An Analysis of the Epa's Proposed Lead Hazard Standards for Homes
31 Pages Posted: 13 Oct 2001
Date Written: May 1999
Exposure to lead in homes poses such large risks to children's health that reducing it is a major public health priority. To limit these risks, the Environmental Protection Agency (EPA) recently proposed national standards to identify hazardous levels of lead dust and lead in soil, as well as hazardous conditions for lead-based paint. Meeting those standards would require controls that would cost an average of thousands of dollars per home in 21 million homes where lead-based paint is present, according to the EPA.
Although the EPA believes its proposed standards reflect an appropriate balancing of benefits and costs, a proper assessment of its proposal suggests otherwise. Each of the EPA's proposed standards for paint, soil and dust would result in measures to control lead that have costs in excess of benefits. Together those costs, less the associated benefits, are likely to exceed $20 billion. Estimates of net costs would be still greater if based on an analysis that corrects remaining deficiencies in the EPA's work.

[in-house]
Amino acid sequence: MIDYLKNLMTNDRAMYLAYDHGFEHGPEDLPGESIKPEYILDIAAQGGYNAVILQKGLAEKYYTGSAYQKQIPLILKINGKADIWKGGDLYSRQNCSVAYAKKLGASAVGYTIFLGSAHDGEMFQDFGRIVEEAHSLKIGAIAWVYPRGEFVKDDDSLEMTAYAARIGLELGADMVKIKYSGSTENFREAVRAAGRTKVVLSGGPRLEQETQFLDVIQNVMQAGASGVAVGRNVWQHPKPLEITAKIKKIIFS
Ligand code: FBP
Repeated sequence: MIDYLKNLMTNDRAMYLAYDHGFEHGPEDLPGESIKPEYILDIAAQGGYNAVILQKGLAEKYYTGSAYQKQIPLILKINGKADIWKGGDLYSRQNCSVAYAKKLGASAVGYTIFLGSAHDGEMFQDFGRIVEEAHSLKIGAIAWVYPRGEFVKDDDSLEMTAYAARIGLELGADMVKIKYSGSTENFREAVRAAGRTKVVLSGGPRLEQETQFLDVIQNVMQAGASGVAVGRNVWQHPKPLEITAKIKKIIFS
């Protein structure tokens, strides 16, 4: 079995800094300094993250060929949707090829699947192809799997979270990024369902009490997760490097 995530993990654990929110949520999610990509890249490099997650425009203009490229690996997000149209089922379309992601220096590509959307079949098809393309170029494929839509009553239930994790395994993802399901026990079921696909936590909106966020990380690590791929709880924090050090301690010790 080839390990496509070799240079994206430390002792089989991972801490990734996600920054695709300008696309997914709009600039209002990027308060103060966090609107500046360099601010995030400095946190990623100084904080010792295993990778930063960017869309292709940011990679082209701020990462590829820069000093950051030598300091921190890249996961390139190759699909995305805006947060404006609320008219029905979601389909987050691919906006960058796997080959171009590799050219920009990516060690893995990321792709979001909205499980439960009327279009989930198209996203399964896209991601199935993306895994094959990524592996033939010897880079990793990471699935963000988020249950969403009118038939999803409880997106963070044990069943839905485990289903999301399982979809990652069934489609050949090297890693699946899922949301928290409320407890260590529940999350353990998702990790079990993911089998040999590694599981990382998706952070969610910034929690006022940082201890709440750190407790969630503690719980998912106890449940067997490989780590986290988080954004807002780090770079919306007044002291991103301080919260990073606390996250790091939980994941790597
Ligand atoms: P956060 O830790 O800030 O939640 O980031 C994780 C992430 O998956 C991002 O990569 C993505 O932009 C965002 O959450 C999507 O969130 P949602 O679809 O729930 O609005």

The EPA's proposal would likely increase unnecessarily the premature abandonment of housing in instances where control costs are large relative to the market value of homes. Such abandonment is especially undesirable because it will occur mostly in low-income neighborhoods of older homes. Standards with lower costs would result in less abandonment.
The EPA's media-specific, national standards would have other undesirable consequences. Perversely, about half of all the homes that do not meet the standards have risks of elevated blood-lead less than at other homes in full compliance with the standards. In addition, all homes built before 1978 would be subject to the same national standards, although exposure, risk and the cost of controls vary substantially among different households. As a consequence, the EPA's standards would result in controls in homes of more than one million middle-income families whose children face risks lower than the risks for children of poor families living in homes that meet the standards. Controls to reduce low risks are not likely to be cost-effective and are unfair to families facing lower risks who would bear the brunt of the control costs.
The EPA can set standards that would offer greater net benefits and avoid controls in lower-risk homes. To provide greater net benefits, the EPA should set less stringent standards based on a more careful reappraisal of the benefits and costs of controlling residential lead hazards. To avoid control measures in lower-risk homes, the EPA should set standards based on lead levels in all media and establish a range of lead levels where recommendations to control lead depend on risk factors specific to individual homes
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